Rodgers and Hammerstein wrote three memorable songs for State Fair: "It Might as Well Be Spring," "That's for Me" and "It's a Grand Night for Singing." The first two of these are in the Cafe Songbook Catalog of The Great American Songbook. Despite how grandly memorable, "It's a Grand Night for Singing" gains much of its value from a rousing performance by an ensemble that fills the set with song and dance. It is a theater song par excellence that thrives on the theatrical or Hollywood stage but has not been taken up by many singers for recording, cabaret, or concert--modes of performance that constitute the essence of The Songbook.

Dick Haymes, Vivian Blaine and ensemble perform
"It's a Grand Night For Singing" in State Fair.

Academy Award: "It Might as Well be Spring" won the Academy Award for best song for 1945. Other nominees that year included in the Cafe Songbook Catalog of The Great American Songbook were "Ac-cent-tchu-ate the Positive"; "Aren't You Glad You're You"; and "I Fall in Love Too Easily." (for all the 1945 nominees, see The Academy of Motion Picture Arts and Sciences Database.)

Web Resources:
State Fair at IMDB, and Amazon.

Critics Corner (This section is currently in preparation.)

Book cover: Alec Wilder, "America's Popular Song"
Alec Wilder, American Popular Song The Great Innovators, 1900-1950, New York: Oxford University Press, 1972.
Critic Alec Wilder is quite fond of "It Might As Well Be Spring," which he calls "a wonderful song . . . unlike any song Rodgers had written to this point," with a Hammerstein lyric that is "truly a treasure of sparkling imagery" (Wilder, p. 219, hardcover Ed.).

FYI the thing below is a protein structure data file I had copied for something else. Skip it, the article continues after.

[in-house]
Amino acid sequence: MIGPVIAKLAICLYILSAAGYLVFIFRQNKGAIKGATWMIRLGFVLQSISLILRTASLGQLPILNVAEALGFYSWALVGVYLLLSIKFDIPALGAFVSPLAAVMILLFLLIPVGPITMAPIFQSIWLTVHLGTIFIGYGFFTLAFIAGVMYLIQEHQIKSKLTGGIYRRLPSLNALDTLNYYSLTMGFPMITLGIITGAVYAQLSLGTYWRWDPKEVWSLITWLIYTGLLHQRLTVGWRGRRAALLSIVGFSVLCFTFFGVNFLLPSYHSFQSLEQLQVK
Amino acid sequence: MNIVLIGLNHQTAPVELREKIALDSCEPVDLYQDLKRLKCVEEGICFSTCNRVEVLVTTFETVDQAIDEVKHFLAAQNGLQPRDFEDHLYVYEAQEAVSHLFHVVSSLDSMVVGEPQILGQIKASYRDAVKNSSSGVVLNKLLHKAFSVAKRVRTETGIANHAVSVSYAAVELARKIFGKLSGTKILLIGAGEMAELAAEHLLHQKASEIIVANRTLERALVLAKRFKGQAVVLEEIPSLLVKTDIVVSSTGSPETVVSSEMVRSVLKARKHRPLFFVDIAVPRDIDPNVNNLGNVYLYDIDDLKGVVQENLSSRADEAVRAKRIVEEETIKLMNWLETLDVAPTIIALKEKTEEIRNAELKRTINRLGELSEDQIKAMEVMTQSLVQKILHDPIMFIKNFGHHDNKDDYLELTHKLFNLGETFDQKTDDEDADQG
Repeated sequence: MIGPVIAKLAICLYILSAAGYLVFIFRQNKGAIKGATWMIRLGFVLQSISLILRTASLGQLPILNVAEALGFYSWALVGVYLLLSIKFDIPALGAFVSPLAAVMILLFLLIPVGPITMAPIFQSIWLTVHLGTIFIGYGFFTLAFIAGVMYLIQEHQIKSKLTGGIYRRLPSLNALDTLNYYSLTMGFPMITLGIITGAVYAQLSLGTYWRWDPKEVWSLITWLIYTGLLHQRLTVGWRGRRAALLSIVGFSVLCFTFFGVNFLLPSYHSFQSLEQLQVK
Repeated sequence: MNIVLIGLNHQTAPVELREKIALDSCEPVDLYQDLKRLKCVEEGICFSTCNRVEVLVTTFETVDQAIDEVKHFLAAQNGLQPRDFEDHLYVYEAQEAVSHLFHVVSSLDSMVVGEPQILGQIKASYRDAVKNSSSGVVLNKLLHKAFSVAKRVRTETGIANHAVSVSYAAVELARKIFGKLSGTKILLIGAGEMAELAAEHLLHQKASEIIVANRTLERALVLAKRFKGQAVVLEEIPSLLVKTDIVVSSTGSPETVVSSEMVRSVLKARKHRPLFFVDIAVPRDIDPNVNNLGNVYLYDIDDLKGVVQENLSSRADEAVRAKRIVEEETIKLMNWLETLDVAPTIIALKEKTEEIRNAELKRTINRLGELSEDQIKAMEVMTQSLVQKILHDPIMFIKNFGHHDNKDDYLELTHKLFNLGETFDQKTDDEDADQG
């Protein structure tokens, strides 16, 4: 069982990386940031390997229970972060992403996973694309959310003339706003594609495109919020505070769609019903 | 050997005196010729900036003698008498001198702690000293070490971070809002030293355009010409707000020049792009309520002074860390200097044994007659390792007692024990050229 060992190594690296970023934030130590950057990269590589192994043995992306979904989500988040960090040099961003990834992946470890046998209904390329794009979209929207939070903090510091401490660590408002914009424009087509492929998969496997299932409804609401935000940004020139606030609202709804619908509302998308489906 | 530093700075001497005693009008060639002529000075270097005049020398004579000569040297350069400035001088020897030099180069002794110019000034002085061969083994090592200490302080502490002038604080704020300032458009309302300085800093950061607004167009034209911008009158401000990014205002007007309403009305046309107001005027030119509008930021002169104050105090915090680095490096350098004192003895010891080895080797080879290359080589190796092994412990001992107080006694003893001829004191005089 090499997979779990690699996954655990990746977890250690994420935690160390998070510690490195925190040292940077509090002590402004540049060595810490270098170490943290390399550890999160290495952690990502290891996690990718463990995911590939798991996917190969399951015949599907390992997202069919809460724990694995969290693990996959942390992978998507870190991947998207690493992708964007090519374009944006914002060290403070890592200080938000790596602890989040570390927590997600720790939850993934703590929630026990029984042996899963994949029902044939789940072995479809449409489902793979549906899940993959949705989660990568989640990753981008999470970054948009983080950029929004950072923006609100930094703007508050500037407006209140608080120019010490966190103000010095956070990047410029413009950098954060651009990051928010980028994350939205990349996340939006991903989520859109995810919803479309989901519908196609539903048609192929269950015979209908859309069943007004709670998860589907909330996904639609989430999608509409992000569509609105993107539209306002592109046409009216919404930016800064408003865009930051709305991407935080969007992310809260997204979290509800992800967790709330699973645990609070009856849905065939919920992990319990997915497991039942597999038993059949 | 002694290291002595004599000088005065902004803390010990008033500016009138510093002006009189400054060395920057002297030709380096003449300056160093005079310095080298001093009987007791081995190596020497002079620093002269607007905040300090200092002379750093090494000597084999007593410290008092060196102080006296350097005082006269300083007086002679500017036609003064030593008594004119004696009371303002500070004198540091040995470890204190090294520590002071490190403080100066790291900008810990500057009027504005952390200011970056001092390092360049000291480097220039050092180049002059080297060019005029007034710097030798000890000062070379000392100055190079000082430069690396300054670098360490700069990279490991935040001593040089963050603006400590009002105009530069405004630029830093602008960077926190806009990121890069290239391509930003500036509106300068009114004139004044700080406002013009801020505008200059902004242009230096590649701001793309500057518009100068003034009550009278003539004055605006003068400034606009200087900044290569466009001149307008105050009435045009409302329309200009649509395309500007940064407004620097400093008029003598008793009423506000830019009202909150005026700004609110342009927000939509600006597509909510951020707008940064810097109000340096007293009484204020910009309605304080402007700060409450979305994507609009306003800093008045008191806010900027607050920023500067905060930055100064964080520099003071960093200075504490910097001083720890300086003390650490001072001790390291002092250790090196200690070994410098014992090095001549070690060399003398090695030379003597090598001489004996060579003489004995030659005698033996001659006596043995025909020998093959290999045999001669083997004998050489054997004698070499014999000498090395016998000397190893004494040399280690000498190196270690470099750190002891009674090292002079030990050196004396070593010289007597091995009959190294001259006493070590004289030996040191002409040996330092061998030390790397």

Book cover: Philip Furia and Michael Lasser, "America's Songs"

Philip Furia and
Michael Lasser,
America's Songs: The Stories Behind the Songs of Broadway, Hollywood, and Tin Pan Alley, New York: Routledge, 2006.

Philip Furia and Michael Lasser are interested in how both Rodgers and Hammerstein use sounds to support the "emotional development" present in the song. They explain how the short vowels in Hammerstein's lyric, as evidenced in a line like "I'm as restess as a willow in a windstorm, I'm as jumpy as a puppet on a string" correspond to the singer's restlessnes as does Rodgers' "restless, jumpy melody." The critics go on to point out that later in the song, in the bridge, when the singer's mood becomes more contemplative "the song's line becomes longer and more melodic: "I keep wishing I were somewhere wlse, walking down a strange new street."

Furia and lasser also note that Rodgers, tempermental at the best of times, had a history of conflict with Hollywood studio types who thought they knew more about how his songs should be sung and played than he did. They wanted "It Might As Well be Spring" to be performed as a slow ballad when Rodger's initial intention had been for a 'bright, medium tempo." They prevailed with the proviso that if the preview audience didn't go for the slow version the scene would be reshot. The audience loved it and Rodgers graciously admitted he was wrong (Furia and Lasser, p. 202).

book cover: Gerald Mast "Can't Help Singin'"
Gerald Mast. Can't Help Singin' The American Musical on Stage and Screen. Woodstock, NY: Overlook Press, 1987.

In much the same vein as Furia and Lasser, Gerald Mast astutely recognizes how the versefor "It Might As Well Be Spring" ascends and descends the major scale in formless vocalizing to convey the singer's listlessness" (Mast, p. 170). Mast later goes on to be very specific about how the music, lyric and meaning converge: